Car Problems With a Rattling Sound When Acceleratingby Robert Moore
Rattling noise during acceleration can be caused by several different but common failures, including loose heat shields, bad belt pulleys and ignition pinging. Regardless of the fault, you must identify and correct the problem quickly -- otherwise your problem will get worse.
Heat shields are a common source of rattling. Usually made from aluminum, they provide a thermo-reflective barrier between your car’s exhaust system and other parts of the vehicle. These shields prevent heat transfer into the cabin of the vehicle, the fuel lines and even the gas tank. Regardless of what they protect, when they come loose, they can make some scary rattles when the engine is under load.
Never attempt to inspect or repair the exhaust system when the engine is running or has been recently running. Portions of the exhaust can remain hot for hours after an engine has been shut off.
Inspect your exhaust system from front to back. Heat shields are flexible but are normally mounted so that they cannot move or shift position. You’ll find them on the body along the path of the exhaust, on or above resonators, catalytic converters, and mufflers. Inspect each heat shield for damage, looseness or wear from contact with another metal surface. Bend or shape any of them, as needed, to prevent metal-on-metal contact. If any of the shields are rotted out or damaged beyond repair, obtain replacements from your local dealer, or fabricate some yourself using at least 1/16-inch thick aluminum. If you fabricate your own, weld or mount the shield so that there is a small air gap between the exhaust and the shield, as well as between the shield and whatever it protects.
Your car’s engine idles at a relatively low speed -- somewhere around 500 to 900 rpm, depending on make and model. As engine speed increases so does the speed of every pulley in the accessory drive system. Loose or even slightly bent pulleys can sound like death at higher speeds, as metal-on-metal contact occurs thousands of times per minute.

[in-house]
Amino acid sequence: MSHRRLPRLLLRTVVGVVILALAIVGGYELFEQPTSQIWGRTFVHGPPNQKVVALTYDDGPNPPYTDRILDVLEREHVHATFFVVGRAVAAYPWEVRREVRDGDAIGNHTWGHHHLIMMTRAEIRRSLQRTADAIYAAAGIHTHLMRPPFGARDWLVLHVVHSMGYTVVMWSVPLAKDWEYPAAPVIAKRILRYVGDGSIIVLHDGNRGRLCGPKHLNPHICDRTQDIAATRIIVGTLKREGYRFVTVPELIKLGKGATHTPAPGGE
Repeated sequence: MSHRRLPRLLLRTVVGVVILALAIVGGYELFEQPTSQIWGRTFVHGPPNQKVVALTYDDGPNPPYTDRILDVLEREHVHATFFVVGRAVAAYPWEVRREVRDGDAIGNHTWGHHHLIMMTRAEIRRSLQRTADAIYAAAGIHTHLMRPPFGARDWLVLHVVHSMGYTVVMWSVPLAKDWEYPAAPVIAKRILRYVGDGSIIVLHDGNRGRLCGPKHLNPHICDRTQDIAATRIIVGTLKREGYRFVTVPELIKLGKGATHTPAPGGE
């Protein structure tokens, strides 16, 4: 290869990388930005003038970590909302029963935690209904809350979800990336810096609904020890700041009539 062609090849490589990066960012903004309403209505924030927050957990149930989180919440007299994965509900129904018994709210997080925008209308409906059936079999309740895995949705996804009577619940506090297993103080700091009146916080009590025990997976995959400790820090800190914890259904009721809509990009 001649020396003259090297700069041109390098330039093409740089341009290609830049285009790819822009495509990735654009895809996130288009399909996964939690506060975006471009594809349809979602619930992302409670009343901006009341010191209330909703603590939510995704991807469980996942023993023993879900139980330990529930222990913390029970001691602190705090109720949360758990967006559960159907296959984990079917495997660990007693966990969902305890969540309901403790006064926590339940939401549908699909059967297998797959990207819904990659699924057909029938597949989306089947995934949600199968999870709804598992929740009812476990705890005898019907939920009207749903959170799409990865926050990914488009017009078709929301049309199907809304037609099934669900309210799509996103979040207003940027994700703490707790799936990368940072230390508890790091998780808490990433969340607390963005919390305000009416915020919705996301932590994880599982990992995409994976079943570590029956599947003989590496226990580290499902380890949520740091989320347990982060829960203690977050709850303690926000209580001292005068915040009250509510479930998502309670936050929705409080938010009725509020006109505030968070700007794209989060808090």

The easiest way to determine if a bad pulley is the cause of your rattling, is to visually inspect the belt as the engine is running, and when the engine is turned off.
Do not let your clothing, hair or jewelry come into contact with the belt while the engine is running.
With the hood open, you may be able to hear the noise at idle and pinpoint the general location. When the engine is running, a loose pulley will cause the belt to wobble back and forth a little bit. The belt itself will also exhibit damage in the form of frayed sides from being pulled against the sides of the other pulleys. If you think the rattle is in the accessory drive system, remove the belt and spin each pulley by hand. Try wiggling the pulleys to see if you get any movement. Replace any pulley that is loose or wobbles. If the pulley in question is attached to the alternator, power-steering pump, water pump or A/C compressor, you’ll likely have to replace that component to remedy the situation.
Ignition pinging is often interpreted as a rattle at first because of the metal-on-metal noise it creates, and it is commonly heard only on acceleration. Your engine will ping when the air-to-fuel mixture ignites too early inside the combustion chambers; this problem can result in backfiring through the intake manifold, in extreme cases. If you own a newer vehicle, ignition pinging occurs if you use fuel with too low of an octane rating or if you got stale gas on your last fill. Use a higher octane fuel and see if that remedies the noise on acceleration. If you have an older vehicle with a distributor ignition system, check your engine's spark timing. If the ignition timing is off, that is likely the source of the pre-ignition.
It's Not Always a Cheap Fix
Other sources of rattle can be quite serious, and you may hear even hear it at idle from the engine bay. Don’t confuse excessive rocker arm chatter for a harmless rattle. If the rattling noise sounds like it is coming from either side of the engine, near the top, you just might have some work to do. Place the handle of a screwdriver up to your ear, and carefully touch the tip of it to each valve cover with the engine running. If you can hear the rattle or chatter through the screwdriver, then you know what side needs work. It could be as simple as adjusting valve lash, or you may need to replace one or more of the rocker arms. If you are inexperienced or uneasy about taking on a job like this, it is best to leave this repair to professionals.
Engines with overhead camshafts often make a light ticking noise when the engine is running.
Robert Moore started writing professionally in 2002. His career started has head writer and Web designer for VFW post 1224 in Hamburg, Michigan. He has prepared business plans, proposals and grant requests. Moore is a state of Michigan-certified mechanic and is pursuing an Associate of Arts in automotive technology from Lansing Community College.